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Faith and Philosophy

Volume 16, Issue 4, October 1999
Theistic Philosophy in Hinduism and Buddhism

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Displaying: 1-11 of 11 documents

1. Faith and Philosophy: Volume > 16 > Issue: 4
José Ignacio Cabezón Incarnation: A Buddhist View
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As is the case with many of the more classically theistic religions, Mahāyāna Buddhism has attempted to elaborate doctrines of incarnation. This paper will first examine the philosophical / doctrinal context in which such doctrines are elaborated by offering a brief overview of Buddhism’s repudiation of theism. It then discusses both denaturalized / philosophical and naturalized / narrative versions of the doctrine of incarnation as it is found in both the exoteric and the tantric (esoteric) traditions of the Mahāyāna texts. It concludes with a defense of the coherence of the docetism found in such texts.
2. Faith and Philosophy: Volume > 16 > Issue: 4
Roger R. Jackson Atheology and Buddhalogy In Dharmakīrti’s Pramānavārttika
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This article seeks to clarify the relation between arguments for atheism and descriptions of the summum bonum in Indian Buddhism, through the analysis of one influential text. I begin by noting that a number of writers have detected a tension between, on the one hand, Buddhist refutations of the existence of “God” (īśvara, ātman, puruşa) and, on the other, Buddhist (especially Mahāyāna) claims about the nature of the ultimate (nirvāna, buddha, dharmakāya), which often appears to have God-like qualities. I then turn to a locus classicus of Mahāyāna Buddhist philosophy of religion, the Pramānasiddhi (“Establishment of Authority”) chapter of the Pramānāvarttika (“Commentary on Authority”) of Dharmakīrti (7th century CE). After briefly introducing Dharmakīrti and the Pramānasiddhi chapter, I examine first the chapter’s atheological passages, which include a systematic attack on a Hindu (Nyāya) “argument from design” and a number of important claims about the implausibility of any permanent “spiritual” principle. The arguments are complex and varied, but most turn on the crucial Buddhist assumption that a permanent entity is by definition incapable of interaction with the impermanent, hence utterly unsuitable as a cause or effect. I then examine the chapter’s buddha logical passages, which tend to stress that a Buddha is defined above all by his knowledge of what is to be avoided and adopted by those intent on freedom, i.e., his knowledge of the four noble truths. The Buddha thus described is less notable for his transcendental nature than for his wise, compassionate, and skillful engagement with the world and its creatures---hence less obviously Mahāyānist than the Buddha described by those who articulate a “three-body” (trikāya) theory. I note by way of conclusion that, though Dharmakīrti’s buddhalogy did not prove as influential as his atheology, the juxtaposition of the two reveals an overall metaphysical consistency, in which axiomatic assumptions about permanence, impermanence, and deity are in harmony rather than tension.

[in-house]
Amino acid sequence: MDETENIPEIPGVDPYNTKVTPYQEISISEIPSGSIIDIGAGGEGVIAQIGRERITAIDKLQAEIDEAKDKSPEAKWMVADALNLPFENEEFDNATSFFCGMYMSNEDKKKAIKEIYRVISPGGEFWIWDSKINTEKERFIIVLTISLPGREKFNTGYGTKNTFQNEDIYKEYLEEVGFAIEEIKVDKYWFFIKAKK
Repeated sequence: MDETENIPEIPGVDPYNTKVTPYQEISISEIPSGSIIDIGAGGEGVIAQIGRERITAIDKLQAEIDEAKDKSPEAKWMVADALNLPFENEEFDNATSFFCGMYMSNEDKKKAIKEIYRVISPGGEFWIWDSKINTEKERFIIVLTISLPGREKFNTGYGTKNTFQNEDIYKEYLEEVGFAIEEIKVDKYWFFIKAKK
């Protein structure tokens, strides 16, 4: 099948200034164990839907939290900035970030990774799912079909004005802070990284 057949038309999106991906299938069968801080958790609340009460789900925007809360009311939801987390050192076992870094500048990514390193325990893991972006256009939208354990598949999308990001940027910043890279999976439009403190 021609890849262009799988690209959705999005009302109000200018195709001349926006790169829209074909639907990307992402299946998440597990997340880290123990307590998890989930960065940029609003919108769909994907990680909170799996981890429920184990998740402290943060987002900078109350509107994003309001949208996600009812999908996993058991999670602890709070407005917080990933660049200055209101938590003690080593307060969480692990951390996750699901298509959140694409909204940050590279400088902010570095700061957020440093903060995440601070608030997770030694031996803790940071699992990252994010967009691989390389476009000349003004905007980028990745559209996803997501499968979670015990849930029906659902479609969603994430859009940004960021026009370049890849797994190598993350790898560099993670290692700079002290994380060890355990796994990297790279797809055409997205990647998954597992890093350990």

3. Faith and Philosophy: Volume > 16 > Issue: 4
Paul J. Griffiths What Do Buddhists Hope For from Antitheistic Argument?